All three of the commodity currencies traded sharply lower today but the worst performer was by far the New Zealand dollar. NZD/USD fell 1.5%, the largest one-day decline in nearly 6 weeks after the Reserve Bank of New Zealand said they are looking for ways to tighten property lending rules. According to our colleague Boris Schlossberg, “The move is all part of the new macroprudential policy to contain the speculative excess in the New Zealand housing market while still keeping credit affordable to those who want to purchase a home for residence rather than investment purposes. The market took the new measures to mean that the RBNZ would not use interest rate policy to control credit with traders tempering any expectation that the New Zealand central bank would hike rates further.” Reports that China’s economy may expand by less than 7.5% weighed on both the New Zealand and Australian dollars. While retail sales rose 0.4% in the month of January, which was right in line with expectations, Australia’s trade deficit rose to -980M from -503M. Finally the Canadian dollar received zero support from the rebound in oil prices and stronger than expected manufacturing activity. The IVEY PMI index rose to 49.7 from 45.4 in the month of February, reinforcing the Bank of Canada’s view that no additional rate cuts are needed for the time being.

EUR/GBP Hits Fresh 7 Year Lows

The British pound also fell victim to a rising U.S. dollar. Like the European Central Bank, the Bank of England left interest rates unchanged. Unlike the ECB however, the BoE provided no details, which makes the monetary policy announcement a nonevent for the currency. Sterling traders were dismayed by the drop in house prices according to Halifax but the decline is small and does not alter our view that the central bank remains on track to raise rates before the end of the year. Two out of three PMI reports surprised to the upside this week and even though service sector activity slowed, the underlying strength reinforces our positive outlook for the U.K. economy while the recent stabilization in oil prices also supports our rate hike expectations. The best trade has been to buy sterling versus the euro and we believe that the currency pair will drift towards 70 cents. GBP/USD could find support at 1.52 but if it doesn’t the next level to watch is 1.50.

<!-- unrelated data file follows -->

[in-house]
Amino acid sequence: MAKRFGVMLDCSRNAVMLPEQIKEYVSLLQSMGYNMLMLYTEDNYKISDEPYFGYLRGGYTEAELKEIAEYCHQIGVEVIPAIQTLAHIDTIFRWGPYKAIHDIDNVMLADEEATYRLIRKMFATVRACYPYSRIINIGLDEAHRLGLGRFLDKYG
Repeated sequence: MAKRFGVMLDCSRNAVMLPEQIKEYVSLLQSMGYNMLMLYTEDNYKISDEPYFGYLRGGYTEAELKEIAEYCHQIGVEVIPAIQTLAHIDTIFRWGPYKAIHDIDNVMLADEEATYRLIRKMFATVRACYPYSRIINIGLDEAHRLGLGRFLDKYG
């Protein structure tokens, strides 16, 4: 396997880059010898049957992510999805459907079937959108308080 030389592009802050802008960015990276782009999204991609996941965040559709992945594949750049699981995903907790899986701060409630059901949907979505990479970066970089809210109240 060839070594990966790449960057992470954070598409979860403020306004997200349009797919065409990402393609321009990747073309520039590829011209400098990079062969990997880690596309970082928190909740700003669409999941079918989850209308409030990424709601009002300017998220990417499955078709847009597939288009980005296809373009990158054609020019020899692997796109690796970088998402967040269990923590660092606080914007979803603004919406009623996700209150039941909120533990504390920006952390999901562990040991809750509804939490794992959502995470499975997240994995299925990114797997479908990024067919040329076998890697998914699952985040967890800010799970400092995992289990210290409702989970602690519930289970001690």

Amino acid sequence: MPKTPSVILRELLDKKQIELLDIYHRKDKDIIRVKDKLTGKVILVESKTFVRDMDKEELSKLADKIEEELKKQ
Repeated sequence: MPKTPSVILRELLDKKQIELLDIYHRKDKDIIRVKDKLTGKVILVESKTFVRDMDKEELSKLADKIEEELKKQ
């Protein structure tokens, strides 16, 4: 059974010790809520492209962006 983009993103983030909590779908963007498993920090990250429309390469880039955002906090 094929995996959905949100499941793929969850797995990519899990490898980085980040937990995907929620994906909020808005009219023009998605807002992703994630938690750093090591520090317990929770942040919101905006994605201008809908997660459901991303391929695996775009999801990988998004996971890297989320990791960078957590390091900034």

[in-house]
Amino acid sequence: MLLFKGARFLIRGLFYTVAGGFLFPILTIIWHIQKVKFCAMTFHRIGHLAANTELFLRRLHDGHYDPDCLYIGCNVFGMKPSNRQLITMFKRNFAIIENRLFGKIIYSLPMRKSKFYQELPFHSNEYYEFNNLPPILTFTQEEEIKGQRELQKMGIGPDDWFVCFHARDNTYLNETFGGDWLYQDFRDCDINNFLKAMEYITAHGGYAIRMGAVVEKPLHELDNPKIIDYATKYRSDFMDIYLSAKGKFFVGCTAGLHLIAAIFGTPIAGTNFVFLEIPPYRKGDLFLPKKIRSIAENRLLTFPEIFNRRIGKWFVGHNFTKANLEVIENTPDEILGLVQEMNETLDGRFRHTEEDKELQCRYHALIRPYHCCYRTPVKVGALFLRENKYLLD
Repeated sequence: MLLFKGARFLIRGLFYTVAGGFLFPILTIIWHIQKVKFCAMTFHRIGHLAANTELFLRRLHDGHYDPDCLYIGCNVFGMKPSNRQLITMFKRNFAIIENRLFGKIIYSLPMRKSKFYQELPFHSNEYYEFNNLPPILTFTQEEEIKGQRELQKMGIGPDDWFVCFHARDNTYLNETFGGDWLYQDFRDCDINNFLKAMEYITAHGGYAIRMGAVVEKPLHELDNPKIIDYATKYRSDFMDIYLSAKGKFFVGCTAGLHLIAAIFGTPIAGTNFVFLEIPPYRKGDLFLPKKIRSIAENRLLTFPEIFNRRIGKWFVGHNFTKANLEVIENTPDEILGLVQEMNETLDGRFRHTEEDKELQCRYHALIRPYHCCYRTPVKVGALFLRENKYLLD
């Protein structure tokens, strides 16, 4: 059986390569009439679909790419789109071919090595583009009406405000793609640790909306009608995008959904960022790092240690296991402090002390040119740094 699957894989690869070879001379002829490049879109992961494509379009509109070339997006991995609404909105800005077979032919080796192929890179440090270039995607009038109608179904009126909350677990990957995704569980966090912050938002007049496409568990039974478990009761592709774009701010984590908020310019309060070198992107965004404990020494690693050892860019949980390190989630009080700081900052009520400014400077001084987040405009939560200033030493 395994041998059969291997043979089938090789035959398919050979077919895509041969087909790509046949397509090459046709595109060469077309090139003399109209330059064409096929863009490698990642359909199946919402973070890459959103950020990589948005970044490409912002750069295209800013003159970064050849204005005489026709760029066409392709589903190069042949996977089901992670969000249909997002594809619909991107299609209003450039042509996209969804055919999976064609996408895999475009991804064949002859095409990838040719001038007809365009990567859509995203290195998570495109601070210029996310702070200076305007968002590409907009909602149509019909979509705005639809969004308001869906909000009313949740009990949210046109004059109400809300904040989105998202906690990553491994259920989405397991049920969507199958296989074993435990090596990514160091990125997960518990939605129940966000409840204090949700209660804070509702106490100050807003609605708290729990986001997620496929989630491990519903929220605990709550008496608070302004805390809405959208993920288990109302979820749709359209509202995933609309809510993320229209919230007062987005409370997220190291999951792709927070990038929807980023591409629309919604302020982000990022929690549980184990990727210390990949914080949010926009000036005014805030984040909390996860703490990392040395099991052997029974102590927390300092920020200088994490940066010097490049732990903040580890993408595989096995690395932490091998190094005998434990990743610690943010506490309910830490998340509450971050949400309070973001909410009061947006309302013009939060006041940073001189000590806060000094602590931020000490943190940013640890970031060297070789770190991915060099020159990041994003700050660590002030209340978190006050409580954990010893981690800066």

Kathy Lien
Managing Director